Parents play a vital role in their children’s life. As primary carers, they are responsible for their kids’ healthy upbringing. And serve as a source of support, guidance, and love for the entire family.
But we all know that…
What isn’t that obvious is that the younger sibling’s behaviour and development may be more influenced by older siblings than by parents.
And the quality and strength of sibling relationships will determine the effect of this influence. Because the tighter the bond between siblings, the stronger the impact on each other lives they have.
But don’t take my word for it.
This conclusion comes from several studies of siblings’ relationships that I will share here.
So, let’s begin, shall we?
How Does Older Sibling Influence Development of a Younger Sibling?
There are few more weighty sources of influence on young kids’ lives than their older siblings. Partially, because younger siblings will instinctively copy what the older one does and what she says. Hence, older siblings can shape the social and emotional development and conflict management skills of younger ones. In close relationships, younger siblings are equally prone to pick up positive and bad habits and traits from their older brothers or sisters. For example, they develop empathy and learn to act cool among their peers, but they can also take up smoking, use drugs and alcohol or become violent.
1. Older Siblings Shape Emotional Development of Younger Siblings
Ever thought of your first child as a leader, teacher, or ever (very occasional) caregiver to your younger one?
Well, since they say “it takes a village to raise a child”, then there is nothing wrong with your older kid bossing around your little one.
Whatever keeps both busy… (and safe, of course!)
Whether you like it or not, your older one will naturally be involved in your little one’s development. On so many levels: social, emotional, cognitive, and even language skills.
And the stronger the bond, the more powerful impact– in both positive and negative ways, too.
In other words, it is worth ensuring your firstborn is an appropriate role model for your younger kids. Voila.
Most siblings are the first playmates and oldest friends.
After all, they spend plenty of time together playing and interacting – more than with their parents. And as a result, they get to know each other well.
Especially during creative and engaging role-playing, they learn about each other’s emotions, thoughts, and beliefs. And if the older sibling is warm, kind, and caring, the younger one will strive to behave similarly.
Simply because almost all younger siblings will enthusiastically copy older siblings. They want to look and act like them, and it will help them connect to their big brothers or sisters.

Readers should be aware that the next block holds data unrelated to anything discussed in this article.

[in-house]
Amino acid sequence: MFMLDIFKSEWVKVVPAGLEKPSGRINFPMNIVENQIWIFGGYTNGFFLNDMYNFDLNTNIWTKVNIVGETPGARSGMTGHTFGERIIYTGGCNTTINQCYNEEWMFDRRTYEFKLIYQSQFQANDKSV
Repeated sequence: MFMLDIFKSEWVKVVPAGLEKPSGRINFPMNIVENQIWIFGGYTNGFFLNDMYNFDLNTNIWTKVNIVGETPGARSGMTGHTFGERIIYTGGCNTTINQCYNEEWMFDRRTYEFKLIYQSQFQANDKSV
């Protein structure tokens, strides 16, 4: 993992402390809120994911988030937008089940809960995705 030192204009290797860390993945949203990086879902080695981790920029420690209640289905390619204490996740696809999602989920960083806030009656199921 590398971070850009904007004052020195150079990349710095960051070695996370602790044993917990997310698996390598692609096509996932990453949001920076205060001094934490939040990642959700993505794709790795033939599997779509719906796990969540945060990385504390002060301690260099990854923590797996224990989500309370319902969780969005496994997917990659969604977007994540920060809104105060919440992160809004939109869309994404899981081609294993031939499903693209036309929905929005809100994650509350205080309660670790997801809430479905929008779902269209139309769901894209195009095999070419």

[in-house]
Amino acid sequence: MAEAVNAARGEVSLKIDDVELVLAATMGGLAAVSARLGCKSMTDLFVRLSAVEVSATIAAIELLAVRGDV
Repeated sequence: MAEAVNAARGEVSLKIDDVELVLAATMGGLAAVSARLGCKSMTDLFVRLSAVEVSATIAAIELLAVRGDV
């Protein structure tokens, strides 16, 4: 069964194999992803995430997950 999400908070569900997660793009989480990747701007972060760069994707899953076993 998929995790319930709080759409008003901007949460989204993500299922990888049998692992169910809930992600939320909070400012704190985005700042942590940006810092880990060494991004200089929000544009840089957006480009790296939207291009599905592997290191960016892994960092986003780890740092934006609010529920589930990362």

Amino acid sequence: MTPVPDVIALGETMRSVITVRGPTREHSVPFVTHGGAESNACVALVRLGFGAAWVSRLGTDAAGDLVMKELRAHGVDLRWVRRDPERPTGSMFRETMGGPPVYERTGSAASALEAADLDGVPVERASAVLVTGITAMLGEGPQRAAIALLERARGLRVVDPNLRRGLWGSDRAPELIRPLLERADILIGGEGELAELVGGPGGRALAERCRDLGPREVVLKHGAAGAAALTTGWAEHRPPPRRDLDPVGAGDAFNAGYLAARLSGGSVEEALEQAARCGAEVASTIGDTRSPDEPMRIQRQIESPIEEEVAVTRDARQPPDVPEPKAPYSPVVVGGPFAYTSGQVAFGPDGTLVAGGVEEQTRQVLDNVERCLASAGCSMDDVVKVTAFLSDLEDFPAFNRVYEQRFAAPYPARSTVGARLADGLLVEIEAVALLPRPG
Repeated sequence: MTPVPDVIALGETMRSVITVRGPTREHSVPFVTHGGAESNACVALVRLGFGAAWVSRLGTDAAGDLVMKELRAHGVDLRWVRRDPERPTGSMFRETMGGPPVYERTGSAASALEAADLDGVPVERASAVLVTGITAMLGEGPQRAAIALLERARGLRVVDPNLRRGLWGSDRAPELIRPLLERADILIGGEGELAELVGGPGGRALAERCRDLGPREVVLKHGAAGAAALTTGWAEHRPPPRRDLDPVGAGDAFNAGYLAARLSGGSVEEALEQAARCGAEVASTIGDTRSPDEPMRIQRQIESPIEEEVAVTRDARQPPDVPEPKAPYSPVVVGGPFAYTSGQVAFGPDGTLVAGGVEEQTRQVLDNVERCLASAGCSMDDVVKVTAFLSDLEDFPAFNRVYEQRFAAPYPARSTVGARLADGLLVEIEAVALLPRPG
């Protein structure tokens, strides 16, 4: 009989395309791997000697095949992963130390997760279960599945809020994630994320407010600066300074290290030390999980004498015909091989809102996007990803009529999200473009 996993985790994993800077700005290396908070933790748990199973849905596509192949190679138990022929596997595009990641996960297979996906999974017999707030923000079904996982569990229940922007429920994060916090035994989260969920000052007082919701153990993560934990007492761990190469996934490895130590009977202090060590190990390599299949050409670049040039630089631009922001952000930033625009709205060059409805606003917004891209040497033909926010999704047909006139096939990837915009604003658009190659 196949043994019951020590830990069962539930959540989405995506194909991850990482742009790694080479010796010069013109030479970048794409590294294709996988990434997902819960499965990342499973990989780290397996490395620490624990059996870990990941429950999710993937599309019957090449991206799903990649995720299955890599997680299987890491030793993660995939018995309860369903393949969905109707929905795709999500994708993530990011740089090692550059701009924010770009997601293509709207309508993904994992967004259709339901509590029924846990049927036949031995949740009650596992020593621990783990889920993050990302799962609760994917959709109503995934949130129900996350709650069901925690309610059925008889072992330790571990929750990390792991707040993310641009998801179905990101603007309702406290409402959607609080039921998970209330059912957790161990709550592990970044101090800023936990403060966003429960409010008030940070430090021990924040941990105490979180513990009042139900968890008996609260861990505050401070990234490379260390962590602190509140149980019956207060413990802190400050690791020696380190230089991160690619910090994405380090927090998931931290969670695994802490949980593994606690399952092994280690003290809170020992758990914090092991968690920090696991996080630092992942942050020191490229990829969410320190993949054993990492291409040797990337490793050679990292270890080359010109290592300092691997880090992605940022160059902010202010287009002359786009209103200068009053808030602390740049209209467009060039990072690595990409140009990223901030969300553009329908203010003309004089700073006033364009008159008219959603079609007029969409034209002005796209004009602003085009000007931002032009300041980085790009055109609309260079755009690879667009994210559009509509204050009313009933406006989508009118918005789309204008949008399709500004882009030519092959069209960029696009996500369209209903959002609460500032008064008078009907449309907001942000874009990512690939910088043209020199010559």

And all this is nothing other than learning and practising empathy. Empathy is a key element of emotional intelligence—the ability to understand and care about others’ feelings and see things from their perspective.
We can notice the first signs of empathy in infants between 8-10 months old. And through continuous interaction with their older siblings, within the next 6 months, they will start responding to the distress of others with simple facial expressions.
Research showed that children with higher levels of empathy become kind, respectful, and loving adults. They are also less likely to be aggressive bullies or display other adverse behaviour.
2. Older Sibling Helps in Casual Social Interactions
I mentioned that older siblings are more influential models than a child’s parents.
So, how can this status quo be questionable?
Ok, to be fair to the parents, it’s not like their older offspring completely diminished their role!
Parents still play the predominant role in passing the social etiquette and traditional values in formal situations. For example, how to behave on a plane or at the supermarket or how to interact with family at dinner.
But the youngsters will look up to their older siblings, with whom they have a tight bond, for more informal life lessons, such as how to act among peers at school or in everyday life. As a result, they are able to develop socially and emotionally, have a better understanding of the world around them, and participate in it more effectively.
After all, siblings spend most of their time socializing and sharing experiences during childhood – often without parents’ supervision.
This allows them to develop social competencies that they likely wouldn’t have if they were interacting with parents only.
Related post=======> Why Do Older Siblings Act As Parents?
3. Older Siblings Help Develop Conflict Management Skills
A large chunk of growing up with siblings means having regular fights.
*** Fun fact: did you know siblings fight 7.5 times per hour on average? That’s insanely a lot of fights!
I’ll tell you more.